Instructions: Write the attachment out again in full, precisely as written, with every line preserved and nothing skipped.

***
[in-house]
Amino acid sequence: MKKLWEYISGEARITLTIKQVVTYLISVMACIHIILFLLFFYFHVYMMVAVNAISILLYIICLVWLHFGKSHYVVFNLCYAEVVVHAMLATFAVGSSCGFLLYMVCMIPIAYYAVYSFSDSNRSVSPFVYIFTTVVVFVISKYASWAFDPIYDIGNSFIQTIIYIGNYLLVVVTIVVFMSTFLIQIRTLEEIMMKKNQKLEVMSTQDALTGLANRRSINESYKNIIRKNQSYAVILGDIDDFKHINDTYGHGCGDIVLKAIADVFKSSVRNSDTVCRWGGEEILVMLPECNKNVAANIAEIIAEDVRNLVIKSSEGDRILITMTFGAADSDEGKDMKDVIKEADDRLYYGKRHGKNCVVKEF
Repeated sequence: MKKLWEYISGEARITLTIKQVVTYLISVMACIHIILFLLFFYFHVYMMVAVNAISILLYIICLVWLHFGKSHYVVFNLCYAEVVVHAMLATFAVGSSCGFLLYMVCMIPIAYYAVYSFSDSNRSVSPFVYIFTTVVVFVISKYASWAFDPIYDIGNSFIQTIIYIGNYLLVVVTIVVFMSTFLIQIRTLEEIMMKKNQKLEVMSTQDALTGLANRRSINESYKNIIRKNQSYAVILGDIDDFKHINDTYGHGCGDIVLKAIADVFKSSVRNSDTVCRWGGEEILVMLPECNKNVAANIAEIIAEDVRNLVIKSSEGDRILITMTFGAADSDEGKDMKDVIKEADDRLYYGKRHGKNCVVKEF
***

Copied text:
[in-house]
Amino acid sequence: MKKLWEYISGEARITLTIKQVVTYLISVMACIHIILFLLFFYFHVYMMVAVNAISILLYIICLVWLHFGKSHYVVFNLCYAEVVVHAMLATFAVGSSCGFLLYMVCMIPIAYYAVYSFSDSNRSVSPFVYIFTTVVVFVISKYASWAFDPIYDIGNSFIQTIIYIGNYLLVVVTIVVFMSTFLIQIRTLEEIMMKKNQKLEVMSTQDALTGLANRRSINESYKNIIRKNQSYAVILGDIDDFKHINDTYGHGCGDIVLKAIADVFKSSVRNSDTVCRWGGEEILVMLPECNKNVAANIAEIIAEDVRNLVIKSSEGDRILITMTFGAADSDEGKDMKDVIKEADDRLYYGKRHGKNCVVKEF
Repeated sequence: MKKLWEYISGEARITLTIKQVVTYLISVMACIHIILFLLFFYFHVYMMVAVNAISILLYIICLVWLHFGKSHYVVFNLCYAEVVVHAMLATFAVGSSCGFLLYMVCMIPIAYYAVYSFSDSNRSVSPFVYIFTTVVVFVISKYASWAFDPIYDIGNSFIQTIIYIGNYLLVVVTIVVFMSTFLIQIRTLEEIMMKKNQKLEVMSTQDALTGLANRRSINESYKNIIRKNQSYAVILGDIDDFKHINDTYGHGCGDIVLKAIADVFKSSVRNSDTVCRWGGEEILVMLPECNKNVAANIAEIIAEDVRNLVIKSSEGDRILITMTFGAADSDEGKDMKDVIKEADDRLYYGKRHGKNCVVKEF